Rajon Rondo at Red Bull King of the Rock 2011 Garth Milan/Red Bull Media House North America, Inc.

With the NBA in lockout mode, top players in the league, such as Deron Williams, Kevin Durant and Kobe Bryant, have talked about playing in Turkey or China.

Rajon Rondo, the All-Star point guard for the Boston Celtics, however, may have a longer road back to the hard court. He is recouping from a serious elbow injury that was heard around New England.

“Pop! It was loud,” he said a couple of weeks ago during a photo shoot in Boston. “I was in shock, more than anything. It wasn’t a lot of pain, it was shock.”

The elbow was dislocated in a scary collision with Dwayne Wade of the Miami Heat during the second round of last year’s playoffs (the series was eventually won by the Heat). The injury limited Rondo’s versatility and, for games four and five, he played essentially one-handed.

"People said they thought I was better in football than in basketball, but who knows?"

Since then, Rondo has been resting, although he said recently he was about to return to training. “I don’t have to watch what I eat, really,” he said. “I’m so young. I can bounce back and get into shape so quickly.”

Rondo has hardly been idle. In early August, he joined Mayor Thomas Menino at Malcolm X Park in Boston to dedicate three courts funded by Red Bull’s Boston’s Got Wings program, which raised $76,500 by donating $500 for each of Rondo’s 153 steals last year.

He’s also planning to return to the University of Kentucky to pick up his degree in social work, and recently hosted the finals of Red Bull King of the Rock, a one-on-one basketball tournament featuring 64 of the top streetballers in the world at Alcatraz Prison in San Francisco.

“You have to be there to experience it,” he said of the event. “But a little detail: it’s cold. Obviously it gets dark out there, and the fog is going, but it’s fun. There’s a lot of hot chocolate going around.”

At 6-foot-1 with the ability to palm the basketball, Rondo is one of the most unique players in the league. He has tremendous rebounding ability, which enabled him to average nearly a triple-double in the 2009 Eastern Conference Finals.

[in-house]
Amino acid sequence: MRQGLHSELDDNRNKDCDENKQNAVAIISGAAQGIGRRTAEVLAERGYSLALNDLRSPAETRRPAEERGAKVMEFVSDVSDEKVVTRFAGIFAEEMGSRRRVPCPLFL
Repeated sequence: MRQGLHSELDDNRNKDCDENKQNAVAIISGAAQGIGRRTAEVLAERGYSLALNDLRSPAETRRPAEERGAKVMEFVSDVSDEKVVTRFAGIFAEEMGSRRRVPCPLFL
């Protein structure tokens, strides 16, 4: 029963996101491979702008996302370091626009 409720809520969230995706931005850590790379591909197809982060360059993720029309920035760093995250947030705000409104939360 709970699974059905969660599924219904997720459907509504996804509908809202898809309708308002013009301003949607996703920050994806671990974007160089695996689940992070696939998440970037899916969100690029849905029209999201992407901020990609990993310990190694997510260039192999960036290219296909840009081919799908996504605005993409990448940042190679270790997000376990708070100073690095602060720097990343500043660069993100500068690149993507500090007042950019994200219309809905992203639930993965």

Growing up in Louisville, Kentucky without a basketball idol, Rondo followed football. “People said they thought I was better in football than in basketball, but who knows?” he said. “I’ll never know.”

The Road to Boston

After two years at the University of Kentucky, Rondo was drafted in 2006 with the 21st pick in the first round by the Phoenix Suns, who then traded him to the Celtics. He took over the starting point guard position in his second year, but it wasn’t until the team’s championship run in the playoffs that his true athleticism and ability to take over a game became apparent.

“Mentally, you’ve got to be tougher,” he said about playing in the postseason. “There’s a little bit of adrenaline, but you’ve got to take care of your body. It’s time to step up.”

Although the Celtics were knocked out in the second round in 2011 against the Heat, Rondo says he enjoyed playing the revamped New York Knicks.

“There were some intense games, and it could have gone a different way if our guys didn’t make shots for us,” he says. “It was a fun series, though, being that the Knicks hadn’t made the playoffs in so long -- and the Celtics going against the Knicks is a good rivalry.”

Madison Square Garden however, does not harbor the noisiest fans according to Rondo, an honor that he says goes to the Golden State Warriors. “They got a pretty loud crowd,” he pointed out.

The most obnoxious crowd? “I’d say Chicago. Ever since a couple years back in the playoffs, me and Kirk [Hinrich] got into it and they’ve been booing me and heckling me ever since.”

As for Rondo’s home court, the TD Banknorth Garden? “It’s very intense, even on Sunday games,” he said. “Sunday afternoon, it’s still alive in the Garden.”

For more from Richard S. Chang, follow him on Twitter.



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